2. Register the beacon with the Beacon Tool application, providing the Namespace and Instance id.

Google Nearby

Once you are done with the above, you can modify the subscription code:

  1. Create BroadcastReceiver class to handle the incoming messages:
    override fun onReceive(context : Context, intent: Intent) {
              Nearby.getMessagesClient(this).handleIntent(intent, object : MessageListener(){
              //override onFound(...) and onLost(...) methods
           }));
    }
  2. Subscribe for background messages:
    val intent = PendingIntent.getBroadcast(this, 0, Intent(this, BeaconMessageReceiver:class.java), PendingIntent.FLAG_UPDATE_CURRENT)
    val options = SubscribeOptions.Builder()
               .setStrategy(Strategy.BLE_ONLY)
               .build()
    
    Nearby.getMessagesClient(context).subscribe(intent, options)

Now the messages will be delivered to the broadcast receiver where one can e.g. show a notification alert. Remember that it will work only if your device has Bluetooth on.

Is this secure?

As mentioned above, the messages sent with Nearby are public, like a broadcast. For this reason, they are not suitable for transmitting sensitive information – rather, they should be treated as the communication initiation stage. If you are still worried that other applications can see what you are transmitting and if your application has to handle messages from other apps, Nearby Message has you covered here. The messages are visible in the scope of the same project in the Google Developers Console. Notice the word project here: you can have multiple Android and iOS applications associated with the same project.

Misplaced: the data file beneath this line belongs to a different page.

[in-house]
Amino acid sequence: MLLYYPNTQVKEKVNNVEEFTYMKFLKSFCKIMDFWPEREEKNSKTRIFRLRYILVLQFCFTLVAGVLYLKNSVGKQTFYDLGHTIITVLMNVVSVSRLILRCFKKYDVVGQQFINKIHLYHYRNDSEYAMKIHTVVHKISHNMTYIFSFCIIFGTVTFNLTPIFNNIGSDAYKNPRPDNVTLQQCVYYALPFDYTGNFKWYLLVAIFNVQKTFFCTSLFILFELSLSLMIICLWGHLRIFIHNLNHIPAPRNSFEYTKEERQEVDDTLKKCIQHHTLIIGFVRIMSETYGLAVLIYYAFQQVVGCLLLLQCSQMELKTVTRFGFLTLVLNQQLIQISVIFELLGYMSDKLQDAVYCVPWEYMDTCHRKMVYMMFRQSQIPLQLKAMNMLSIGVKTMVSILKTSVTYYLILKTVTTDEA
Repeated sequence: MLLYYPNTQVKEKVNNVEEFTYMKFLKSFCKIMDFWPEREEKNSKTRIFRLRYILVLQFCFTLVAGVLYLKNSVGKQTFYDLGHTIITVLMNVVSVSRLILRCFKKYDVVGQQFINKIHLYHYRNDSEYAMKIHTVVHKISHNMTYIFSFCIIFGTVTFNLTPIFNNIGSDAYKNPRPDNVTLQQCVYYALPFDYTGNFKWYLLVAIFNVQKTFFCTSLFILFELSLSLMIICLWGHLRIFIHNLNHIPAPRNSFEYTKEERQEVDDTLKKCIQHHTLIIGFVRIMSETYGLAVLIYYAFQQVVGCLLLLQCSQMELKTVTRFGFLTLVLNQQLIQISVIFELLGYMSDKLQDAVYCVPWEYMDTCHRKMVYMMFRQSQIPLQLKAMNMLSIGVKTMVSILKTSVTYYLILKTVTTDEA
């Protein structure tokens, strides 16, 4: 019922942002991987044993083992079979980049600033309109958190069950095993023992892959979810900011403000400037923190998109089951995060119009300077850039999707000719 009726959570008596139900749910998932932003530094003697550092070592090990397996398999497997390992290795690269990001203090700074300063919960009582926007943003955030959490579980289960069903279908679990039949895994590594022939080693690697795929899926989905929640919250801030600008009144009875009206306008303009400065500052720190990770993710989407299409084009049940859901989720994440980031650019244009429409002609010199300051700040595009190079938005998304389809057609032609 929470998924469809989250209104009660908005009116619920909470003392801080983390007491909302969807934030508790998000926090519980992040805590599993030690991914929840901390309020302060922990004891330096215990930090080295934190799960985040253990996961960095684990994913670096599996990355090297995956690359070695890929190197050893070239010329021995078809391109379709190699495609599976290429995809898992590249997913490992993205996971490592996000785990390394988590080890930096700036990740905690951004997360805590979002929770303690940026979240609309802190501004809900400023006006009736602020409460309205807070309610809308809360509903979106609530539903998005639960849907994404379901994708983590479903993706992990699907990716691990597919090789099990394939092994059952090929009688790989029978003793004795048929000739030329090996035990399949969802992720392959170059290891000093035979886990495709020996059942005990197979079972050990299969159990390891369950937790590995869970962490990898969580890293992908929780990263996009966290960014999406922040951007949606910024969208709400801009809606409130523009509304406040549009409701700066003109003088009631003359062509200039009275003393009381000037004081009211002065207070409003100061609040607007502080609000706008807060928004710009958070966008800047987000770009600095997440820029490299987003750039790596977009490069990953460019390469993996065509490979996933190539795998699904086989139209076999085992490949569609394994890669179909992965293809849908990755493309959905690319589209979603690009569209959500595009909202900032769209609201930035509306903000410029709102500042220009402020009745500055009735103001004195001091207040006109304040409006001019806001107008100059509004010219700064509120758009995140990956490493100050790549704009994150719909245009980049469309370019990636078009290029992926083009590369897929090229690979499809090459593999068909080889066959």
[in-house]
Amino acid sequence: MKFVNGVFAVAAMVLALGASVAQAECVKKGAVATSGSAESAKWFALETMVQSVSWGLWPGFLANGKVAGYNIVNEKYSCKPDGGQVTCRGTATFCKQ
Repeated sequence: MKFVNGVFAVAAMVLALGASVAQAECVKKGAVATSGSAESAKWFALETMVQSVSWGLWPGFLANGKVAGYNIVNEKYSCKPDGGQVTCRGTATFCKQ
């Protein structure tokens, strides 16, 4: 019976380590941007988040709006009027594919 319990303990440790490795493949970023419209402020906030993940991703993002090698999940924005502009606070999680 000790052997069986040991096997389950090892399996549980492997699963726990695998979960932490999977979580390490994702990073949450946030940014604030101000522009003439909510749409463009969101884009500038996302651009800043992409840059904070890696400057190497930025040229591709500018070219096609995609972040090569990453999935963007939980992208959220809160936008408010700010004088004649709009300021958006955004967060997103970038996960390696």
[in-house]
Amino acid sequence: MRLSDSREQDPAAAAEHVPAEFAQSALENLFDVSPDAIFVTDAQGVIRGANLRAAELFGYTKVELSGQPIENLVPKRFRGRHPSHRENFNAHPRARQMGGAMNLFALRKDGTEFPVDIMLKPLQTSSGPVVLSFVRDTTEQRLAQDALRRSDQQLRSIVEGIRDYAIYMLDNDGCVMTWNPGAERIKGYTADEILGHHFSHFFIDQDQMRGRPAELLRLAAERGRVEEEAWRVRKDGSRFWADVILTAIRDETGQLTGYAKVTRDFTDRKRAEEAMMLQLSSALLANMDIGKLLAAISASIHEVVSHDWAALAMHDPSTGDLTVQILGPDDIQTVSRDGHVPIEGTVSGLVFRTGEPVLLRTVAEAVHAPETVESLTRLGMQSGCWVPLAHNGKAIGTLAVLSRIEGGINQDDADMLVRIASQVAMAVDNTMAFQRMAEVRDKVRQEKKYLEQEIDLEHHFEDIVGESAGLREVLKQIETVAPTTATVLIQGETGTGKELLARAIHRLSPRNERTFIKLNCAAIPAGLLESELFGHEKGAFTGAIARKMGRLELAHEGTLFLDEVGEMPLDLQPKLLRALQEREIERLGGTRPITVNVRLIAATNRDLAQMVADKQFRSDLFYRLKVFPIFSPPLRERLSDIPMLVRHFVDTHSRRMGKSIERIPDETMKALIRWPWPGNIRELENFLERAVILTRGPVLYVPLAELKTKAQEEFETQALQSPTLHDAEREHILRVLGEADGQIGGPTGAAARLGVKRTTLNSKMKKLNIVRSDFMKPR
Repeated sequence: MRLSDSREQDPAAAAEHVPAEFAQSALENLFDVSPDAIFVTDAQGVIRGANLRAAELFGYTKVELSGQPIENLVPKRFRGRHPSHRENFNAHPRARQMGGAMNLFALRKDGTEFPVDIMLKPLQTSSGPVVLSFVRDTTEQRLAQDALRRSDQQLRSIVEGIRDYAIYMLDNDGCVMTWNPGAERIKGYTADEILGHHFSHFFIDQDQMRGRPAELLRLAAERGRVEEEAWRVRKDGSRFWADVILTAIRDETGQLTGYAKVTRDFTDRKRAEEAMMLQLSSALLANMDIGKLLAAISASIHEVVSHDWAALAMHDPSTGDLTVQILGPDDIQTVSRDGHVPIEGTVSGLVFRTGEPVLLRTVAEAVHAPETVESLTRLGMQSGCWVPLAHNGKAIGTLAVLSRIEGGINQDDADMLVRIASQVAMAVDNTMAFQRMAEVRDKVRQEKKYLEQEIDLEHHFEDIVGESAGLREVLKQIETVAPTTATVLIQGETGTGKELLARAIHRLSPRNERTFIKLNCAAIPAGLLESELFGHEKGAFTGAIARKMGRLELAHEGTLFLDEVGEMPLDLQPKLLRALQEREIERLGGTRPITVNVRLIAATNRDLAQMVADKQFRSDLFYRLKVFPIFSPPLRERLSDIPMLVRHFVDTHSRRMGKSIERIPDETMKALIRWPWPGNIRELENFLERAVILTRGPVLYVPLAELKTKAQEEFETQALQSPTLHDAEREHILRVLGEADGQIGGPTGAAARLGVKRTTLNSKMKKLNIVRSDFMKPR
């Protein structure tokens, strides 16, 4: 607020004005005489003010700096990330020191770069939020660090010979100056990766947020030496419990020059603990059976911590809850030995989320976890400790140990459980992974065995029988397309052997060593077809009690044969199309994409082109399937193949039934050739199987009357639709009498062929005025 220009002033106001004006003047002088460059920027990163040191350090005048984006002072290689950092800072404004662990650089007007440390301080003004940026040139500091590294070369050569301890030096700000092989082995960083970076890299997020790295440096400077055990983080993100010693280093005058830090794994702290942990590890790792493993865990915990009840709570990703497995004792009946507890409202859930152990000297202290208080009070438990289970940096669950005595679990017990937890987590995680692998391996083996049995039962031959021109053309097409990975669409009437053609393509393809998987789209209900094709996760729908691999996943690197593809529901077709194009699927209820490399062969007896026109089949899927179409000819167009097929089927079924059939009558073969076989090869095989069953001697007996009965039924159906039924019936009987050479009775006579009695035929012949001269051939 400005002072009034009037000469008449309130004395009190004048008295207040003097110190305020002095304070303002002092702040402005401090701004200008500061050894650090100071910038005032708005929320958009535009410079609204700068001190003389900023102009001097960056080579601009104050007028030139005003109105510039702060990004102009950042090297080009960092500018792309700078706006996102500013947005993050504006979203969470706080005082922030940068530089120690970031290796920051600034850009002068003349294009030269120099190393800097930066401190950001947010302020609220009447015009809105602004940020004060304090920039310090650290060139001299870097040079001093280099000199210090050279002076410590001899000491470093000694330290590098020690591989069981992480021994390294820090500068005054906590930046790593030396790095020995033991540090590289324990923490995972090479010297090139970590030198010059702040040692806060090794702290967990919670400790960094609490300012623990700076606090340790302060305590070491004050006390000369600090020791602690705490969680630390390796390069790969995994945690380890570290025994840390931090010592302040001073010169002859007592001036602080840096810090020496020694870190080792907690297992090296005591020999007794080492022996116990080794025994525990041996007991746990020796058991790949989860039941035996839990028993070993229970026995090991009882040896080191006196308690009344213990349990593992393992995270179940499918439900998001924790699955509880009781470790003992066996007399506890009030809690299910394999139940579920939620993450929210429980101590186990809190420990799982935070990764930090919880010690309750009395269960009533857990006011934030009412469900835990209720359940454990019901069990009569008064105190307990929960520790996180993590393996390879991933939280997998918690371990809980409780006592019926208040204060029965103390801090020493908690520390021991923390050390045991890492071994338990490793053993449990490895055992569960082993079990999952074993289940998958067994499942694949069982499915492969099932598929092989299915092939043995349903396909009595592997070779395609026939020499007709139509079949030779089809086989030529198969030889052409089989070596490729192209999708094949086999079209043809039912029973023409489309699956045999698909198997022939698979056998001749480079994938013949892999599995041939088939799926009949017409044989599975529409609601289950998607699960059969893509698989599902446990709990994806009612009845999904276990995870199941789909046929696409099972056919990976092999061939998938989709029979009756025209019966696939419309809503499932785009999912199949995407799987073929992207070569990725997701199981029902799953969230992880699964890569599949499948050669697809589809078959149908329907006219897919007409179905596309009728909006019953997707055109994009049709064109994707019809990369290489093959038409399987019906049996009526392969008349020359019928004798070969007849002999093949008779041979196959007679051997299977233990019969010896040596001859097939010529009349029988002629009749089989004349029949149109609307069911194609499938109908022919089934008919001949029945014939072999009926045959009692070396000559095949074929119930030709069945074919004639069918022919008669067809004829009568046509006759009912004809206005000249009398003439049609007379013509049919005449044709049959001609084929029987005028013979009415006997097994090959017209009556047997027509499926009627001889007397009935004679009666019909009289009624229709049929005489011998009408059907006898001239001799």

But wait, there’s more!

This article covered only Nearby Messages, but Nearby itself is much more than that. If you go to the official Nearby website you will see that there are also Nearby Notifications and Nearby Connection. With the former, you can receive notifications from the beacons which broadcast website URLs (it is supported natively by Android and iOS) and the latter is similar to Messages, but it’s designed to send and receive bigger payloads (audio, photos, etc.) with much greater speed in a peer-to-peer way.

What is there for you, then?

Now when you know what Nearby Messages is, when to use it and how simple it is to add it to your application, you may wonder how your business can benefit from it. The great advantage of this technology is that it reduces the problem of “how can we start talking?” to one click of a button. The market is still relatively fresh here: there aren’t that many apps of this type yet (the recent ones is the LinkedIn app), so there is space for new projects. Go ahead, then, take a closer look and build the next social media app, a local chat application or a game.

 

Reference

Nearby Messages

GitHub sample project

Nearby at Google I/O 2016